Bob with his Television and Radio Industries Club (TRIC) Special Award in 2003

When he wrote for Sir Terry, another much-missed British TV icon, Wogan felt Colin almost became him!

“I have worked with some great people, like my chum Joe Pasquale, and you write differently for each performer,” says Colin.

“For instance, I’d need far fewer words for Terry Wogan, who spoke in a very relaxed, laid-back way.

“Terry was marvellous. He was one of the most articulate, nice men I have ever met, and perfectly capable of writing his own material.

“But now and then, he’d not have the time and he’d ask me to write something for him.

“I think he got to trust me, as he once said to me in an email: ‘I’m beginning to think you are really me!’

“The producer said that when he read my Eurovision scripts, he could almost hear Terry’s voice, and I told him, well, that was my job, to write in Terry’s voice.”

Having sold his first joke at the age of 16, Colin reckons he was born to do this stuff.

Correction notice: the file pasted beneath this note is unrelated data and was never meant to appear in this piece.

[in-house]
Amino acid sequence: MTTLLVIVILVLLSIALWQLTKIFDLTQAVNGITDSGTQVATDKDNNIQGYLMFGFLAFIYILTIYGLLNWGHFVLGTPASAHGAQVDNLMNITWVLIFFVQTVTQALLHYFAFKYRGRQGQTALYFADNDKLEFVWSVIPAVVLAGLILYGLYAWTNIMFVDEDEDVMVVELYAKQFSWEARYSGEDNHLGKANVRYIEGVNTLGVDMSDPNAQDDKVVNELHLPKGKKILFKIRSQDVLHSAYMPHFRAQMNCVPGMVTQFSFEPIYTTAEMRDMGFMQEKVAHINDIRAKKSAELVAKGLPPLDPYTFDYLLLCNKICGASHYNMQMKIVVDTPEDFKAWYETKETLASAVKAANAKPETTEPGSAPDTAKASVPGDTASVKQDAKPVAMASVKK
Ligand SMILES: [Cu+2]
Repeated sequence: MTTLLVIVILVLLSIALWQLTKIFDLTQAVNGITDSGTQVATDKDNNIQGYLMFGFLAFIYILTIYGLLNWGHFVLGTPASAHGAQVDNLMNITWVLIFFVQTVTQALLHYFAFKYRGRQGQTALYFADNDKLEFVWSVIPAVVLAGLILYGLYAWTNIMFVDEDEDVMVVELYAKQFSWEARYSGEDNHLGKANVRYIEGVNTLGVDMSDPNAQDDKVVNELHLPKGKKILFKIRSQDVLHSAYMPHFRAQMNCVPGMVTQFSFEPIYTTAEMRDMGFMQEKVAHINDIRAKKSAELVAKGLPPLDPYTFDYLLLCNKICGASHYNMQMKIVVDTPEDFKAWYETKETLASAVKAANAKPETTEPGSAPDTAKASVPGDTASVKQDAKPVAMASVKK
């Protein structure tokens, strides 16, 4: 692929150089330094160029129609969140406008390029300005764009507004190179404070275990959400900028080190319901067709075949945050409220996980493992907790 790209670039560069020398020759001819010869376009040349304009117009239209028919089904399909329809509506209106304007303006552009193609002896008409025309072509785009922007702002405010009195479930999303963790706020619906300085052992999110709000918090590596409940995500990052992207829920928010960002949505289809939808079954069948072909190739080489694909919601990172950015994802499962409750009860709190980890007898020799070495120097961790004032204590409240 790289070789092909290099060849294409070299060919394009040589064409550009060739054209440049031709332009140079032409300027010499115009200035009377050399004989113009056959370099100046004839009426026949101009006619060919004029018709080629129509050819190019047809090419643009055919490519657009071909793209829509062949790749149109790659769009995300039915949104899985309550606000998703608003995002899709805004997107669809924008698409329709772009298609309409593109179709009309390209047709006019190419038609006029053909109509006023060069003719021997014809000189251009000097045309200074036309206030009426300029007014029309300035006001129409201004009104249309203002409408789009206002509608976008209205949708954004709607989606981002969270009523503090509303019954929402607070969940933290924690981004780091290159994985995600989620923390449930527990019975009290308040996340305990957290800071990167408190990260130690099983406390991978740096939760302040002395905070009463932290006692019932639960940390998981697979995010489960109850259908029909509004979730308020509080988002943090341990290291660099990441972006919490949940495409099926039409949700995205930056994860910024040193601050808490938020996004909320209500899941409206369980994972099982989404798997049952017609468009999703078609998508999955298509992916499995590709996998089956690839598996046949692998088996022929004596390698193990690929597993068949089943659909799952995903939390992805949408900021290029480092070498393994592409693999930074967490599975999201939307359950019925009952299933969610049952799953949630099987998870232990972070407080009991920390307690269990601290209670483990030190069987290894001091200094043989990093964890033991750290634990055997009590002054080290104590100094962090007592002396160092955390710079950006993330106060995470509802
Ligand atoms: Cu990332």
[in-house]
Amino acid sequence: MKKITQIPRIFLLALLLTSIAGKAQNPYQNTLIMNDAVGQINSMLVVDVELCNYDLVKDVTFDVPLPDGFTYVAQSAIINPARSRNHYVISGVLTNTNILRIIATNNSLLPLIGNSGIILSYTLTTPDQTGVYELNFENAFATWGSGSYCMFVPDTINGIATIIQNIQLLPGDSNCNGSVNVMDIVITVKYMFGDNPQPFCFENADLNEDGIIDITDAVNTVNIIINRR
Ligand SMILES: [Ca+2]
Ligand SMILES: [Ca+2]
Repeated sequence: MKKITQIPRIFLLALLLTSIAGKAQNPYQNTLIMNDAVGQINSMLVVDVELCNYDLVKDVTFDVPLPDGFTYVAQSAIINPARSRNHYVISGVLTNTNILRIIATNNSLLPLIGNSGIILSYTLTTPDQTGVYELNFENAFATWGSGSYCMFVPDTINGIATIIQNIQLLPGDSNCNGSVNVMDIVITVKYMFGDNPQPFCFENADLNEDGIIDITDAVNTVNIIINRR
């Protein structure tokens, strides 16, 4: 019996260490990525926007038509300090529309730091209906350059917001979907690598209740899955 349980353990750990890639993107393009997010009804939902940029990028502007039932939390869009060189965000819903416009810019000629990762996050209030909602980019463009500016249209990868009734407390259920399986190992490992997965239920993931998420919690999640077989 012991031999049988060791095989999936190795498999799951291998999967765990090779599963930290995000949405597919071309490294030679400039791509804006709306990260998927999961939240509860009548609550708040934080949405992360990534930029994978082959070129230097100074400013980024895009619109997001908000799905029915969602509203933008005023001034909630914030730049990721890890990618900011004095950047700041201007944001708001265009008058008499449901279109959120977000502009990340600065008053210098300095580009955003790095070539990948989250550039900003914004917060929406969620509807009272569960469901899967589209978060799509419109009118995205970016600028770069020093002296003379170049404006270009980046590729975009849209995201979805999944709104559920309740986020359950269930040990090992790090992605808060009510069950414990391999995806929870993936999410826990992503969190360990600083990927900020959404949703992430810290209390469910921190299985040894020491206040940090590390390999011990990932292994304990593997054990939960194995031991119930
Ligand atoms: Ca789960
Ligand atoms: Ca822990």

And he reveals that Bob said that you have to keep at it, to keep your funny bones working.

“Bob said: ‘You’ve got to write jokes every day, or your comedy muscle loses its tone,’” he recalls.

So who makes Colin roar with laughter, and would have been appreciated by Monkhouse?

“Larry David of Curb Your Enthusiasm is a genius,” he says.

“And I’ll tell you who I love in this country.

“Reginald D Hunter. He makes me laugh hugely, and I love that look he has, where he can just say a few words that aren’t funny and reduce the audience to hysteria.

“Joe Pasquale is a natural clown with funny bones and we are great friends.

“And I was thrilled when League Of Gentlemen came back.

“Psychoville is another you must see, dark and very funny.

“I love Vic Reeves and Bob Mortimer. Their golden moment was Shooting Stars, with Ulrika Johsson in it.

“She is the best female presenter I have ever worked with.